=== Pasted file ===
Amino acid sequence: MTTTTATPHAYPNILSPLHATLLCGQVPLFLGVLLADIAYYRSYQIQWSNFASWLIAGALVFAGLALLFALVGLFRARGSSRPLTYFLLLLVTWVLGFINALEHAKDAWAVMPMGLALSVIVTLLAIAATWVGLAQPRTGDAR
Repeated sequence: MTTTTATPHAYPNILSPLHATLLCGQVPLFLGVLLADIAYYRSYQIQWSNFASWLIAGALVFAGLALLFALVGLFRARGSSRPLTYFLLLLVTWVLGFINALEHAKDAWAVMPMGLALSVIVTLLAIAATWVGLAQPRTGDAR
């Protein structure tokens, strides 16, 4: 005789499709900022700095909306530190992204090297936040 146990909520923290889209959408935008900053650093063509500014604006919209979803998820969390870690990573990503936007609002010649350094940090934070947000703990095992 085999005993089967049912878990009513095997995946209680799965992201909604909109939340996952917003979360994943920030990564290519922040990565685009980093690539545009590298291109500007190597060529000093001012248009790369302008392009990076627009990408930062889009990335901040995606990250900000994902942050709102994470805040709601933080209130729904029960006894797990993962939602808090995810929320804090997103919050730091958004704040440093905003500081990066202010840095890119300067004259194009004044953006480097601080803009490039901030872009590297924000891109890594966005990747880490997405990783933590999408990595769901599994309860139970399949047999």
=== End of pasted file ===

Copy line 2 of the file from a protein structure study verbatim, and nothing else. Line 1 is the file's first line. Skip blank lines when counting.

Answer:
Repeated sequence: MTTTTATPHAYPNILSPLHATLLCGQVPLFLGVLLADIAYYRSYQIQWSNFASWLIAGALVFAGLALLFALVGLFRARGSSRPLTYFLLLLVTWVLGFINALEHAKDAWAVMPMGLALSVIVTLLAIAATWVGLAQPRTGDAR